How Vitamin D Can Help During Cold And Flu Season

During cold and flu season, a small sniffle can have you stocking up on tissues, vitamins, hand sanitizer, and other essentials necessary for battling the germs. Every year you may find yourself trying a new vitamin or herb that promises to shorten the duration of a cold, or protect you from catching one, and while some have shown positive health benefits, there is one supplement in particular you should consider adding to your arsenal. 

For years, studies have suggested that the sunshine vitamin, while important for healthy bones, is also relevant for fighting viruses, according to The Guardian. Supporting those claims is a 2017 significant global study by Queen Mary University of London, which reports promising evidence that supplementing with vitamin D can protect against viruses like the common cold and flu, including respiratory infections. The study included approximately 11,000 participants from 14 countries, ranging in ages from birth to 95 years, and the results determined that vitamin D supplementation is safe and effective, especially in those already deficient.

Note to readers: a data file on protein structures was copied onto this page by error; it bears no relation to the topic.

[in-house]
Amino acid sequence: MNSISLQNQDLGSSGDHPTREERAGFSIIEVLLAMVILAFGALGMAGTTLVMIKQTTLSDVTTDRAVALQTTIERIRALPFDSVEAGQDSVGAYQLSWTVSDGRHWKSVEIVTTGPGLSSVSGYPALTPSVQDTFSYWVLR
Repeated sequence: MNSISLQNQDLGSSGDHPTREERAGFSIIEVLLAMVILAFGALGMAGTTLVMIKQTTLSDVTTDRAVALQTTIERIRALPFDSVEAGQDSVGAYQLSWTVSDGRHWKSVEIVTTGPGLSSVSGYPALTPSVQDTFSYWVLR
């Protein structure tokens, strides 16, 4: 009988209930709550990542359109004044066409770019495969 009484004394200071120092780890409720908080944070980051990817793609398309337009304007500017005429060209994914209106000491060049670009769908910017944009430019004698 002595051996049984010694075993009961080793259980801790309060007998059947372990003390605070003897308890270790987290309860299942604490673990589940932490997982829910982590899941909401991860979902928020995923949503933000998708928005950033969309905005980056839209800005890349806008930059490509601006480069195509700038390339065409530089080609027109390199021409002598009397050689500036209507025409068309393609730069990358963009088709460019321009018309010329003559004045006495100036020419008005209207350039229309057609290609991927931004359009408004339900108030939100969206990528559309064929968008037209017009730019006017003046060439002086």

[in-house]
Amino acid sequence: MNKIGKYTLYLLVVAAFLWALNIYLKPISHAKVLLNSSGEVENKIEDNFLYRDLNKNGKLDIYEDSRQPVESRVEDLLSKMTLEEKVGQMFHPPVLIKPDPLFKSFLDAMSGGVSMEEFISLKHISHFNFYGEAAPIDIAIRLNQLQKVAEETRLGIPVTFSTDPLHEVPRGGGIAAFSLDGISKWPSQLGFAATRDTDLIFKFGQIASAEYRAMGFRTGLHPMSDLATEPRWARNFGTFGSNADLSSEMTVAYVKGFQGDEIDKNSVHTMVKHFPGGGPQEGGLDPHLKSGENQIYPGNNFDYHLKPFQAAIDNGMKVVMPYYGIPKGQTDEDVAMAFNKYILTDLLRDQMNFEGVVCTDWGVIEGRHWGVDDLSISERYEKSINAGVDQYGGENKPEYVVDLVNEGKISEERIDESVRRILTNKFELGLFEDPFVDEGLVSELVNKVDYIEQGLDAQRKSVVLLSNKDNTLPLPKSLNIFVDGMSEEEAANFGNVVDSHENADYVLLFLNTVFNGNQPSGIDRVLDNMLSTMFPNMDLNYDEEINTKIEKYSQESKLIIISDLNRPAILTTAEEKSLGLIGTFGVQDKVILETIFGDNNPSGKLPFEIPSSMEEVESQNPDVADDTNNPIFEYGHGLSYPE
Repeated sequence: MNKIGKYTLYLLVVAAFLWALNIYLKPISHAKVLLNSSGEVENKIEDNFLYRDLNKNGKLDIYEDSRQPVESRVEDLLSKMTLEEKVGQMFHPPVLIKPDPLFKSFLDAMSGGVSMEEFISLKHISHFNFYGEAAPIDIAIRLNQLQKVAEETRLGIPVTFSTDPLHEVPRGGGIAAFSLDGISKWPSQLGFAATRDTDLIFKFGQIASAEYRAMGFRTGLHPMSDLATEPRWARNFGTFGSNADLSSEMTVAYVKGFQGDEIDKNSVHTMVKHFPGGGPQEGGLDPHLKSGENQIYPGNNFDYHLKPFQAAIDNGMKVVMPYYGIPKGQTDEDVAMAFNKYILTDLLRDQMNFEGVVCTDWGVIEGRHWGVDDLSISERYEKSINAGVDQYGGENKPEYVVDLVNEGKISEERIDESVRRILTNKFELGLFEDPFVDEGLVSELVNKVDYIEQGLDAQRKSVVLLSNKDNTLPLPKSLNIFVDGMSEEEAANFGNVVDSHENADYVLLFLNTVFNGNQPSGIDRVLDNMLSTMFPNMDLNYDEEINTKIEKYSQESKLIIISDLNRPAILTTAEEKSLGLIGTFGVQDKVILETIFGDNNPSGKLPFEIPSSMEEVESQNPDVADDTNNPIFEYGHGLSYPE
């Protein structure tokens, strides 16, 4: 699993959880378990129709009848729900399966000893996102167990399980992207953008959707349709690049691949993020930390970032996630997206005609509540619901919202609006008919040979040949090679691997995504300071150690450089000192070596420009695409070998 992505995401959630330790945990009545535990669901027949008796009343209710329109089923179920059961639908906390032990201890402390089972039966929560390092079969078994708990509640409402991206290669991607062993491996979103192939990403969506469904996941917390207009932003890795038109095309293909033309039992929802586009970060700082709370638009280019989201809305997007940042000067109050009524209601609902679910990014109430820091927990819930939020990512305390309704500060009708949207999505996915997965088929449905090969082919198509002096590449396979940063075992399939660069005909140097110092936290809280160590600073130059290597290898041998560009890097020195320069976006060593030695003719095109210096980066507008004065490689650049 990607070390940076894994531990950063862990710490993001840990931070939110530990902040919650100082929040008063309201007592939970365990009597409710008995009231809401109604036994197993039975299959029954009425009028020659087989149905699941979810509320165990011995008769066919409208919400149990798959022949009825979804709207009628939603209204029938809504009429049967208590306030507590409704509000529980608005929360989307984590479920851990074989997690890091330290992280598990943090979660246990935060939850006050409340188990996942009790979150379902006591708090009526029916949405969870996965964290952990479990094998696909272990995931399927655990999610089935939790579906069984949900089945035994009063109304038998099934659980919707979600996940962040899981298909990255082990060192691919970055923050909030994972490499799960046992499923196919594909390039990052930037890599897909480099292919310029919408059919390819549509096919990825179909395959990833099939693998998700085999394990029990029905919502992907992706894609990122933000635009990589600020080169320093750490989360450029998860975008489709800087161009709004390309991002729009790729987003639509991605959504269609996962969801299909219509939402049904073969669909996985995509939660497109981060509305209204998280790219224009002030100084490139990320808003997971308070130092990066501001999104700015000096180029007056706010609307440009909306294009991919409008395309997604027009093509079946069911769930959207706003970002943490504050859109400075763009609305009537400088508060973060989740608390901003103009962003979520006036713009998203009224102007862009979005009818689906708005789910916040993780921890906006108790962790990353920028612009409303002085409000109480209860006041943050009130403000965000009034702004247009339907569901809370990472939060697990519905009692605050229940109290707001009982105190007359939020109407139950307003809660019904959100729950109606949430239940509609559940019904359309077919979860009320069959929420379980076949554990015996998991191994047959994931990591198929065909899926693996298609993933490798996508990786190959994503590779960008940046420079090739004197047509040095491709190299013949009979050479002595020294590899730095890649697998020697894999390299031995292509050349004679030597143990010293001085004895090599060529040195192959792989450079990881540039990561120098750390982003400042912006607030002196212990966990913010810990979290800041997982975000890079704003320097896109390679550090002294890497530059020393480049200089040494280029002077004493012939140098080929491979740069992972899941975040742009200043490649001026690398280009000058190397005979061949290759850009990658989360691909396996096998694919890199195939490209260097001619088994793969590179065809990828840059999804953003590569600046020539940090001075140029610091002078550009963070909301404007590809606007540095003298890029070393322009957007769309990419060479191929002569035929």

How do I know if I need more vitamin D

According to Healthline, as of 2011 almost 42 percent of Americans were deficient in vitamin D. But how do you know if you're among the deficient? Some tell-tale symptoms can point to possible low levels, but you can only be sure if you get tested by a doctor. If you find yourself constantly getting sick or often fatigued, you may need more vitamin D, as studies show that healthy levels assist in keeping the immune system strong (per Healthline). Muscle and bone pain, depression, and hair loss are other vitamin D deficiency symptoms to watch out for, and a combination of such symptoms should definitely have you making an appointment with your doctor.

Though research shows the promising preventative effects of vitamin D, especially in these turbulent times, don't give up on your exercise and hand washing. Every measure taken to stay healthy is beneficial, especially during high-risk seasons because, let's face it, who has time for a ten day cold?